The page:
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Featured Poem: Mutability by Percy Bysshe Shelley

Written by Rachael Norris, 11th May 2020

This week in our special series of poems to help us through the testing times ahead, Michelle Barrett, The Reader's Liverpool Hub Leader, shares her thoughts on Mutability by Percy Bysshe Shelley.

I've never before read Mutability. I discovered the poem flicking through some old poetry collections, wanting a break from the book I'm currently reading. Some poems possess that strange power of finding their way onto your lap at a time when words seem to fail your feelings. These poems have the power to bolden newly ordered thoughts.

The concept of 'change' has been on my mind for a while, but more-so, as we spend an increasing amount of time in isolation- this paradoxical world of being rooted whilst the world seemingly shifts.
Spring is my favourite time of the year and I had been excitedly anticipating change- the clocks going forward, being able to catch sunrise and sunset outside of working hours, the buzz filled, sweet scented air of beaches and beer gardens. Then of course the severity of the pandemic dawned and we entered lockdown and suddenly my concept of change 'changed'!
This change can feel out of control, pressurised and uncertain as we await the outcome of decisions made on our behalf, as we ponder our strange new life from a queue to enter the supermarket.
However the world continues to turn and spring in it's own chaotic sense- continues to prevail amidst the uncertainty. And although spring comes as predicted every year- the change feels transformative and new. There is power in change and may we be bold enough to peer into the future with hope for real mutability.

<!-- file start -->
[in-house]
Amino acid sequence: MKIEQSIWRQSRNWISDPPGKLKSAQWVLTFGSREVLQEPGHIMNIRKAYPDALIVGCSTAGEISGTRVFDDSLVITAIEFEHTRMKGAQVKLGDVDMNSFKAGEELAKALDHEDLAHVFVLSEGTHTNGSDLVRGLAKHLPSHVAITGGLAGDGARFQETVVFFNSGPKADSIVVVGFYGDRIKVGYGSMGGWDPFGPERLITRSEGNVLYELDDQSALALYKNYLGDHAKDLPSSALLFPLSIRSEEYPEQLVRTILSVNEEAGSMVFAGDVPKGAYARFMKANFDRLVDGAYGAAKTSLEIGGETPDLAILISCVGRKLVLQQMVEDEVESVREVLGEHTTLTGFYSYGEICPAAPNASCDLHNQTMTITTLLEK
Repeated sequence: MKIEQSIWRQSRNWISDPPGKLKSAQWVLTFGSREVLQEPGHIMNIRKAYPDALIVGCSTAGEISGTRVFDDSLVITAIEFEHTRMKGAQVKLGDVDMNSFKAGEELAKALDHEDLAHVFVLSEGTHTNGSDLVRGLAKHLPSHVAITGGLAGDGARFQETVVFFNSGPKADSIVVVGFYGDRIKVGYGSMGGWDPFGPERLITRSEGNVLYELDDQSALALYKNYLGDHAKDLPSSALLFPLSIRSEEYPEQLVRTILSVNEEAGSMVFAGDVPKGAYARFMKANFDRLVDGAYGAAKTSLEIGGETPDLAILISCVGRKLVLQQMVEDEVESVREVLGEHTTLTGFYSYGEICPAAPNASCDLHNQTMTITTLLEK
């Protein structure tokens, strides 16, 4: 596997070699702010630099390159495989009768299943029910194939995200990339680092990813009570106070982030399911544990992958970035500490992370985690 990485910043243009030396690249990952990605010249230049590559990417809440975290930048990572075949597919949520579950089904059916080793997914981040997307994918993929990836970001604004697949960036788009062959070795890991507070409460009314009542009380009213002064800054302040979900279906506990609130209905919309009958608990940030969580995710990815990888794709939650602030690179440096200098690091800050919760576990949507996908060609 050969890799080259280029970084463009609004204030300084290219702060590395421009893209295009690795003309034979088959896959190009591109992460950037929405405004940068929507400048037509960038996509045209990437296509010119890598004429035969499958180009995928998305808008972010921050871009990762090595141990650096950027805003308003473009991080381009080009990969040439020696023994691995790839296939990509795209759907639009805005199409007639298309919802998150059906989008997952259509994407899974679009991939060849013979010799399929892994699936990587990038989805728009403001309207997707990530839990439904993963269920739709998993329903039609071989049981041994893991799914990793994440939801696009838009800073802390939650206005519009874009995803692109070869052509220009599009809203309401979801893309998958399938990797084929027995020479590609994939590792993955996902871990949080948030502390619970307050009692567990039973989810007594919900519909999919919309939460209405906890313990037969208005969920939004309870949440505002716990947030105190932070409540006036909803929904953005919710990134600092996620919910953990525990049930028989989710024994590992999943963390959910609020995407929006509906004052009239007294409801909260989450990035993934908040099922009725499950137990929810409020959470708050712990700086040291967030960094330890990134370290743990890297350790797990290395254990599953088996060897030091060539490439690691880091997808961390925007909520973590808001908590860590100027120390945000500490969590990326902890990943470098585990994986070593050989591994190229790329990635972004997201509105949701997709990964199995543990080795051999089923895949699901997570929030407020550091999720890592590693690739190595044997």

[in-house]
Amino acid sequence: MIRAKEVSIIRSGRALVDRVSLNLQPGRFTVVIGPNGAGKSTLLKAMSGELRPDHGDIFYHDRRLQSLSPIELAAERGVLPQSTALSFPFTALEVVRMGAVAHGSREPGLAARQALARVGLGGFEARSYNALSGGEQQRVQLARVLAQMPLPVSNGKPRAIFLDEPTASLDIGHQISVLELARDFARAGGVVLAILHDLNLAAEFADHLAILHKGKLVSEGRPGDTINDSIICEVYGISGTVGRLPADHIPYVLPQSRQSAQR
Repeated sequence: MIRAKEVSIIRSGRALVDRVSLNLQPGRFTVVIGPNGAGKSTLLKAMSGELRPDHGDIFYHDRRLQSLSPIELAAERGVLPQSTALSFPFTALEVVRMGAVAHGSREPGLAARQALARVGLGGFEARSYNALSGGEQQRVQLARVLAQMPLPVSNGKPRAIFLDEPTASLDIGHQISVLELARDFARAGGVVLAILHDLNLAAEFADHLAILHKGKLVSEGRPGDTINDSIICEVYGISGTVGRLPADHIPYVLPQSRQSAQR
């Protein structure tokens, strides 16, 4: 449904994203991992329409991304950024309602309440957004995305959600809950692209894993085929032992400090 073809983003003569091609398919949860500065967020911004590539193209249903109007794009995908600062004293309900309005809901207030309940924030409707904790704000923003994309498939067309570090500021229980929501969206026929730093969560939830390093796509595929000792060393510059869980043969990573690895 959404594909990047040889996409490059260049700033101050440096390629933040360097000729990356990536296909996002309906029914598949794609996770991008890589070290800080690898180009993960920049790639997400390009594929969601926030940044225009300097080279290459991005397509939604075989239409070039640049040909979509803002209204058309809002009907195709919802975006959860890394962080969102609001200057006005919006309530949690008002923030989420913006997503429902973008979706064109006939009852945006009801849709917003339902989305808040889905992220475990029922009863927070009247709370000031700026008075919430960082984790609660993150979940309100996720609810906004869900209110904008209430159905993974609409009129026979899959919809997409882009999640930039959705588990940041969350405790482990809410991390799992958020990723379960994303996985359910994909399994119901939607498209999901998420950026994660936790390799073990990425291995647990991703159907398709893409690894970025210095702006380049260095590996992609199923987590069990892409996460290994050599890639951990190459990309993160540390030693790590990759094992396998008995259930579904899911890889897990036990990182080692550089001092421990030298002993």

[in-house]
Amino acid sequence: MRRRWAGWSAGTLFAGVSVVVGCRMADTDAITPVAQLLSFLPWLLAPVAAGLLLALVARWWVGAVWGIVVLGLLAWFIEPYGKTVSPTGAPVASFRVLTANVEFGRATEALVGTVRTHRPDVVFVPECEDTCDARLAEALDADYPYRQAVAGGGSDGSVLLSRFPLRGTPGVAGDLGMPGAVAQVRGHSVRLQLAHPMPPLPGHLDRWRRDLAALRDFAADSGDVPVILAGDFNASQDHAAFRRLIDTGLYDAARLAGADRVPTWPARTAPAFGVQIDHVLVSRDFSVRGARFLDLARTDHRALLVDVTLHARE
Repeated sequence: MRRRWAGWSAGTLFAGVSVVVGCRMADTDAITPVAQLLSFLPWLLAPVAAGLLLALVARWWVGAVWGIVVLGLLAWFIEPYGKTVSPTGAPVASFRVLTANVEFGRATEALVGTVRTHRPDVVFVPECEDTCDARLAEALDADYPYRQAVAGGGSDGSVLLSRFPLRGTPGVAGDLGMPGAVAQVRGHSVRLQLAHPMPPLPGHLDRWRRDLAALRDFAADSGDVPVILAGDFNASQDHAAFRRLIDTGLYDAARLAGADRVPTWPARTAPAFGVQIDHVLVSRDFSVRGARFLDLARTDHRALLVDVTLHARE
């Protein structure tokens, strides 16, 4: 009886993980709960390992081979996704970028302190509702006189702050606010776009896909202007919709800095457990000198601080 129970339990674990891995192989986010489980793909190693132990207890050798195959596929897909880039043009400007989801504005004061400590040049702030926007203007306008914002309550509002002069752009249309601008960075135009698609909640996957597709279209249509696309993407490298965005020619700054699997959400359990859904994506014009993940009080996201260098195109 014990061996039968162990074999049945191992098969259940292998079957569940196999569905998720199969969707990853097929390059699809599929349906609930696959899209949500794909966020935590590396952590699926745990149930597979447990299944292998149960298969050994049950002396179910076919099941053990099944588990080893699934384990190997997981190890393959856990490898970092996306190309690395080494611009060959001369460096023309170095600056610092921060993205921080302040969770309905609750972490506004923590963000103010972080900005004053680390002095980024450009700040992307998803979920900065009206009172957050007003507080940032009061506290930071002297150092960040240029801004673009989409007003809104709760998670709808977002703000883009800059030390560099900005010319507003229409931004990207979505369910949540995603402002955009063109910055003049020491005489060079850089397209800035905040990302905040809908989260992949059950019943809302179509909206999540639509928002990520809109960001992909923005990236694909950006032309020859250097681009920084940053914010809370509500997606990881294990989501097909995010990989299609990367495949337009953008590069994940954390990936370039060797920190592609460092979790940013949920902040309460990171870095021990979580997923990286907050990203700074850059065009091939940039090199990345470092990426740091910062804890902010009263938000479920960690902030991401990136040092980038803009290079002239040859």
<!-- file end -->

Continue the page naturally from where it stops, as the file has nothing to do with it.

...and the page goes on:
Mutability
                                         I.
We are as clouds that veil the midnight moon;
    How restlessly they speed and gleam and quiver,
Streaking the darkness radiantly! yet soon
Night closes round, and they are lost for ever:—
                                         II.
Or like forgotten lyres whose dissonant strings
    Give various response to each varying blast,
To whose frail frame no second motion brings
    One mood or modulation like the last.
                                        III.
We rest—a dream  has power to poison sleep;
    We rise—one wandering thought pollutes the day;
We feel, conceive or reason, laugh or weep,
Embrace fond woe, or cast our cares away:—
                                       IV.
It is the same!—For, be it joy or sorrow,
    The path of its departure still is free;
Man's yesterday may ne'er be like his morrow;
    Nought may endure but Mutability.
By Percy Bysshe Shelley

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